You may have the luxury of your single backpack being a 35 litre hiking rucksack – for many, this could still be considered ‘travelling lightly’ (if the piles of suitcases on some airport trolleys are anything to go by).

So, without further ado, here are some of my tips for ensuring a jolly journey without all the baggage:

 

1) Head for the sun

Forget all the “Just in case it’s cold” wear!

Less clothing may not be so much of an option if you’re planning to trek around the Outer Hebrides or have Iceland as your destination. However, assuming that most people tend to head for warmer climes on their family travels, this tip sticks.

Thin and light clothing is a necessity for warmer weather, and it’s also a necessity for travelling lightly. Once these are neatly rolled up in the bottom of your backpack, there should remain more than enough room for the other items that you consider necessary for your trip. But perhaps only if you also follow rule number 2 . . .

2) 2 changes of clothes + some domestic duties = a light load

Based on rule number 1, this shouldn’t be too much of a feat – after all, the lighter the clothes, the easier they are to wash and dry.

In Morocco we usually have to handwash our clothes (I take very little credit for this – FreeToBeB tends to eagerly take on this responsibility), yet you may well have the luxury of staying somewhere with a washing machine or laundry service. Either way, the stress saved in not having to cart heavy bags around is worth a couple of hours of domestic labour.

3) Dress to undress

On your actual journey from home to your destination – assuming it’s not already too hot where you’re travelling from (easy for me to say, I’m in England) – make ample use of layering your clothing. Cardigans and jackets can easily be tied around waists or attached to a bag if you find your temperature rising, and they make good bolsters if you fancy a nap as you travel.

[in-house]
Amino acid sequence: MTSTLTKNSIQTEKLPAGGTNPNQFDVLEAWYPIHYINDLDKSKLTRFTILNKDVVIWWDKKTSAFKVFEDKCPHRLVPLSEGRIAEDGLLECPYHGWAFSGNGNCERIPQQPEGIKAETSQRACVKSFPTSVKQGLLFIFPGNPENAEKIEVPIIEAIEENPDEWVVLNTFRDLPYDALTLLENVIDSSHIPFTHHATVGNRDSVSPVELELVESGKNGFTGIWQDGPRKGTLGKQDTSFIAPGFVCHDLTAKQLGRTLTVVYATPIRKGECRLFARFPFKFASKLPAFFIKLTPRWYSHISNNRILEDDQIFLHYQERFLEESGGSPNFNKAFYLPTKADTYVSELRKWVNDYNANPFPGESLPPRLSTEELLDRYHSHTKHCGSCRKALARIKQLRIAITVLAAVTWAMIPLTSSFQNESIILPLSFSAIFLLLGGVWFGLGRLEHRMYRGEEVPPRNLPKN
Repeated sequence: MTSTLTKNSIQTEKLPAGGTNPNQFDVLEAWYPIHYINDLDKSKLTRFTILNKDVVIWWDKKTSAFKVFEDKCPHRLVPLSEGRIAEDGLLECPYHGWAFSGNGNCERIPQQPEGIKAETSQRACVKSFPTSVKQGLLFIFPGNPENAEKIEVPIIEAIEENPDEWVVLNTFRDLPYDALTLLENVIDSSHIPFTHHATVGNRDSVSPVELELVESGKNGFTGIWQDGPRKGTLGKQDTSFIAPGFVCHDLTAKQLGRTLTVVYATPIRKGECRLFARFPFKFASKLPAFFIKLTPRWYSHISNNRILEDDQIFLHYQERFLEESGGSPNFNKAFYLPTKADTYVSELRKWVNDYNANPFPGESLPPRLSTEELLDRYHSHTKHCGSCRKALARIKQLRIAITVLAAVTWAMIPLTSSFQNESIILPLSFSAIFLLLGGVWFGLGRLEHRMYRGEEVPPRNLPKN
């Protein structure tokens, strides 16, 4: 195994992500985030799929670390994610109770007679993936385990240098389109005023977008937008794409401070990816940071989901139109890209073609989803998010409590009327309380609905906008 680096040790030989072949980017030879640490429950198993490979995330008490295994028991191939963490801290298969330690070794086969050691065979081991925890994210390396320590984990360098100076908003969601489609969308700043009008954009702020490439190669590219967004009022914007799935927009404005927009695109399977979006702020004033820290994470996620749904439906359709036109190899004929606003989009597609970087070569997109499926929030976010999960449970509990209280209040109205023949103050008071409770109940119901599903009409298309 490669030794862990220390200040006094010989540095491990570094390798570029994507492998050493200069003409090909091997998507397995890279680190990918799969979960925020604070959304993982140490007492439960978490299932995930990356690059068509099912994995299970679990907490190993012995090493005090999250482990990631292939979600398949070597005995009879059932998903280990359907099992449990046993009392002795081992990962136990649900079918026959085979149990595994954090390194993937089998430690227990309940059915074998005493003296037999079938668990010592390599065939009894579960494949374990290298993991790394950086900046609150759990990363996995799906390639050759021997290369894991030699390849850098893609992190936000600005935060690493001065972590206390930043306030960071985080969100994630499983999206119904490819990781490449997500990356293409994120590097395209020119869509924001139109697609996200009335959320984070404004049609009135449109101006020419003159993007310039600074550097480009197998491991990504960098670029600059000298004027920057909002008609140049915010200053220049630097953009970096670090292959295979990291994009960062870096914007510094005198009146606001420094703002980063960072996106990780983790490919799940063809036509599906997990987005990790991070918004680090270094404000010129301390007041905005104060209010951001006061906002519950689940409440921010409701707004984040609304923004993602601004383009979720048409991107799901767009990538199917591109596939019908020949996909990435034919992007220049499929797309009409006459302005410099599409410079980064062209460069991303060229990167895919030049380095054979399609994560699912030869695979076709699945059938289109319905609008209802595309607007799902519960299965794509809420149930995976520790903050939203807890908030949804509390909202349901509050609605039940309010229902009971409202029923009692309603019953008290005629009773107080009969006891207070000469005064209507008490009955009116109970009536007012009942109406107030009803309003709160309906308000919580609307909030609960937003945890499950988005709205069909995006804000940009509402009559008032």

This makes rule number 2 somewhat easier to bear as well – you might find you actually have more changes of clothes than your meagre luggage would suggest.

4) Purchasing power

Wherever you’re going, you won’t (unless you’re attempting something like an Everest expedition or a trek into a rainforest) be existing in a vacuum away from other people who need to eat, drink, dress, wash and do pretty much all the things we all need to do in order to survive.

Even in many rural areas, there will be outlets where you can buy things that you’ve forgotten or that you hope to purchase at the other end to at least make your outbound journey lighter.

During my first trips travelling with FreeToBeZ as a young baby, half of my suitcase was taken up with eco-friendly nappies. On our very first trip with her, I even took a hefty, heavy stash of cotton washable nappies (plus their liners and covers) and a huge box of Ecover washing powder.

Nowadays, I compromise my eco-ideals for the sake of my health and sanity: I’d much rather purchase standard disposable nappies when I arrive at my destination than cart a supply of my favourite type through 3 train journeys, a bus to and from a hotel prior to an early flight, only to eventually get them checked in (with a huge sigh of mental and physical relief) at the check in gates.

Really, when you’re travelling with kids, short cuts are a good thing, even if you have to suspend your usual, ethical purchasing habits. It took me a while to realise that being a martyr over some nappies was not a sensible idea.

5) Minimalist mindset

OK, this one is best cultivated over time in accordance with ‘living it’ at home as well.